European buyers of Windows 7 will have to download and install a web browser for themselves.
Bowing to European competition rules, Microsoft Windows 7 will ship without Internet Explorer.
The company said it would make it easy for PC makers and users to get at and install the web browsing program.
In response Brussels expressed scepticism over the move and whether it went far enough to ally accusations of it abusing its market position.
“We’re committed to making Windows 7 available in Europe at the same time that it launches in the rest of the world,” Dave Heiner, said Microsoft deputy general counsel in a statement, “but we also must comply with European competition law as we launch the product.”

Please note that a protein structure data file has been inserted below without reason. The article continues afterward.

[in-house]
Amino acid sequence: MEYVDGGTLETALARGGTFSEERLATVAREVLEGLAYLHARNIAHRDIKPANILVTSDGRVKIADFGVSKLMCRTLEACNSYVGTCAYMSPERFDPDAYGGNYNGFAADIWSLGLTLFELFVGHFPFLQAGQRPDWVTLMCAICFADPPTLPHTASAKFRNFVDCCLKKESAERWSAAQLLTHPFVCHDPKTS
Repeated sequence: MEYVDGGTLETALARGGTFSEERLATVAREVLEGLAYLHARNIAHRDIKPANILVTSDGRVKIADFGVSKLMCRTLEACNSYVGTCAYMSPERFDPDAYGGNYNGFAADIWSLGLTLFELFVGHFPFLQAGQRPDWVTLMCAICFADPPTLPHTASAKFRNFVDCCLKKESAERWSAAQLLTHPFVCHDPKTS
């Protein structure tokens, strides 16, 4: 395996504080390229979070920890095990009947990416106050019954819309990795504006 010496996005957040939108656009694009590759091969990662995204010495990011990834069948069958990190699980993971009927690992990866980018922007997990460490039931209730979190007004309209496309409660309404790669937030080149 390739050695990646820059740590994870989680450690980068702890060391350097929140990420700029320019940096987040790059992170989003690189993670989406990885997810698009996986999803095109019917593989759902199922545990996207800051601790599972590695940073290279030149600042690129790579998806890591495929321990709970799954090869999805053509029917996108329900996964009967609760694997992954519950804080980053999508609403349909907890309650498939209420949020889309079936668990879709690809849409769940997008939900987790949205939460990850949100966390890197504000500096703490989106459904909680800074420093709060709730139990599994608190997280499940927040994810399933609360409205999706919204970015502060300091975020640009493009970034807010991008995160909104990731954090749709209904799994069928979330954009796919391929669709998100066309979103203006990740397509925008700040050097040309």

“We believe that this new approach, while not our first choice, is the best path forward given the ongoing legal case in Europe,” he added.
In response the European Commission said “It would also have to consider whether this initial step of technical separation of IE from Windows could be negated by other actions by Microsoft.”
In early 2008, Microsoft was fined 899m euros (£765m) by the European Commission for anti-competitive behaviour over bundling in the media player and browser into Windows.